A history of recognizing Facebook as a public domain, fully owned by its users
- Jul 16 2020
- Jan Fermon and Jonas Staal Jonas Staal is an artist, propaganda researcher and author of Propaganda Art in the 21st Century (The MIT Press, 2019) based in Athens and the Netherlands.
Jan Fermon is a lawyer specialized in criminal law, international (humanitarian) law and human rights law, and Secretary General of the International Association of Democratic Lawyers (IADL), based in Brussels.
It’s strange to think that the First Global Pandemic of 2020 triggered such widespread societal transformations. Well before the Coronavirus emerged, the global inequalities undoing the lives of the many had already been unbearable, but from the perspective of the Global North, they had always been external. The famines, the wars and the diseases were “elsewhere” and belonged to the “other.”
Then suddenly, tens of thousands of people from the Global North were dying as well, and they did not have to. The authoritarians and neoliberals had opted for denial, claiming that the virus was a hoax. Or they chose the strategy of sacrificing those most vulnerable to keep the markets open. For even in that pandemic time, state subsidized corporate markets were still untouchable. Despite the fact that global capitalism was the basis for the rapid spread of the virus in the first place, and despite the fact that transnational corporations immediately began to beg for billions in handouts, there was still a near-religious conviction that the only way forward was to return, as fast as possible, to this toxic, extractivist and violent “normal.”
But the biological virus was not the only virus spreading. There was also a new virus of ideas manifesting. A “red virus”, so to speak, awakened a demand for universal health care, well paid care workers and a universal basic income. From our current perspective, these ideas seem reasonable, moderate even, but at the time, they were considered part of a dangerous socialist doctrine, a communist takeover. The physical deaths of those considered non-essential by the ruling elites, non-essential for the maintenance of their profit and wealth, made it all the more clear that the ruling system existed only for them, not for us.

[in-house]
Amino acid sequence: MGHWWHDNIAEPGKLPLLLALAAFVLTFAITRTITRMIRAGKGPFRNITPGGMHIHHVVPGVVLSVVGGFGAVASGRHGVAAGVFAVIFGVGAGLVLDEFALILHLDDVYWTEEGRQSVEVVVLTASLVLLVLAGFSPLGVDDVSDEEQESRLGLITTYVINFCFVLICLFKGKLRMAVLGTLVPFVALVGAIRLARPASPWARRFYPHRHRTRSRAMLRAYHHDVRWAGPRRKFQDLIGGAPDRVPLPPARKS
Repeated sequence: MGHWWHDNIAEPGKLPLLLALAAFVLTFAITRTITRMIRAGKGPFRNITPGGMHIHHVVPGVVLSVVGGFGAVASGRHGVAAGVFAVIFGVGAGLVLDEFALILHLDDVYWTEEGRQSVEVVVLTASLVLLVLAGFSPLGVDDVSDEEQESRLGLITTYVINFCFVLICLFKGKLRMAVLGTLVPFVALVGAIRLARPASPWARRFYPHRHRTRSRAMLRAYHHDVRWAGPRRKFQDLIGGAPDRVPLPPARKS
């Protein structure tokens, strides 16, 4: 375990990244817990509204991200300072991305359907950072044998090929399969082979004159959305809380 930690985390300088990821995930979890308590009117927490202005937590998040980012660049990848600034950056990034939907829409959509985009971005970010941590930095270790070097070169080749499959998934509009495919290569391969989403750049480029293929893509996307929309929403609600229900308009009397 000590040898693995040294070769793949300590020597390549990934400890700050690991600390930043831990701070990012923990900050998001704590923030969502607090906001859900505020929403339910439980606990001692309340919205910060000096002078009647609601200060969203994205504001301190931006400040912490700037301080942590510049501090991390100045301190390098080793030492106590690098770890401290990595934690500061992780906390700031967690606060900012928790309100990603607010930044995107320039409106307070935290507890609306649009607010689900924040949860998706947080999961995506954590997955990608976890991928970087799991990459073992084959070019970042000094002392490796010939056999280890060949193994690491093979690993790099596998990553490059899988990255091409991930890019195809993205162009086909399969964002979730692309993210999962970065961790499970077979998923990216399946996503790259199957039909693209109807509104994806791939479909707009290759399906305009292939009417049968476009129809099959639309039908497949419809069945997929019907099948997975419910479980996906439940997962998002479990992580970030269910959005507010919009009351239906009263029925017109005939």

Governments declared: keep your distance, wash your hands. But for whom were these declarations? A large majority of the world had no access to running water, or soap for that matter, or the space required to “distance”. These declarations were not meant for the precariat of millions working zero-hour contracts, holding their piss and shit in Amazon gulags because they weren’t allowed toilet breaks, nor for the migrant workers flown around Europe by Ryanair to do the essential work, even though they were considered non-essential bodies. There were worthy and unworthy victims, and those who held onto the illusion that there was still care left for them became disillusioned. There was no better condition for the red virus to propagate.
"Facebook infringed upon the right to self-determination of peoples and individuals by instrumentalizing its users as neo-feudal data workers and selling their information to third parties"